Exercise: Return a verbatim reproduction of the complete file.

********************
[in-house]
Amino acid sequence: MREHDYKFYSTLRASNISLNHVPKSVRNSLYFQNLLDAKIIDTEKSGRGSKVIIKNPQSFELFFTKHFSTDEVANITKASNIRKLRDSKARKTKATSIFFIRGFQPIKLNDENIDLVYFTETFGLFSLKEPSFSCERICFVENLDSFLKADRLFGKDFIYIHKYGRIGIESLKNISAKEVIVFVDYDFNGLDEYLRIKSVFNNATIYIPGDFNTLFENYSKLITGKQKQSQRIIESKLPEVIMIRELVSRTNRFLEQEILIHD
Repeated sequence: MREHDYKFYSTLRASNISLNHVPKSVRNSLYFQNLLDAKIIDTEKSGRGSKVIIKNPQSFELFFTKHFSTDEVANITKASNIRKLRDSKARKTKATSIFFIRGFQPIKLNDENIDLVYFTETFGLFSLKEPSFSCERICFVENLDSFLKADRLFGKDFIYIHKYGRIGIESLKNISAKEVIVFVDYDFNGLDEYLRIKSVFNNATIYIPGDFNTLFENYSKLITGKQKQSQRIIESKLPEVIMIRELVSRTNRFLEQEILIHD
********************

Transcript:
[in-house]
Amino acid sequence: MREHDYKFYSTLRASNISLNHVPKSVRNSLYFQNLLDAKIIDTEKSGRGSKVIIKNPQSFELFFTKHFSTDEVANITKASNIRKLRDSKARKTKATSIFFIRGFQPIKLNDENIDLVYFTETFGLFSLKEPSFSCERICFVENLDSFLKADRLFGKDFIYIHKYGRIGIESLKNISAKEVIVFVDYDFNGLDEYLRIKSVFNNATIYIPGDFNTLFENYSKLITGKQKQSQRIIESKLPEVIMIRELVSRTNRFLEQEILIHD
Repeated sequence: MREHDYKFYSTLRASNISLNHVPKSVRNSLYFQNLLDAKIIDTEKSGRGSKVIIKNPQSFELFFTKHFSTDEVANITKASNIRKLRDSKARKTKATSIFFIRGFQPIKLNDENIDLVYFTETFGLFSLKEPSFSCERICFVENLDSFLKADRLFGKDFIYIHKYGRIGIESLKNISAKEVIVFVDYDFNGLDEYLRIKSVFNNATIYIPGDFNTLFENYSKLITGKQKQSQRIIESKLPEVIMIRELVSRTNRFLEQEILIHD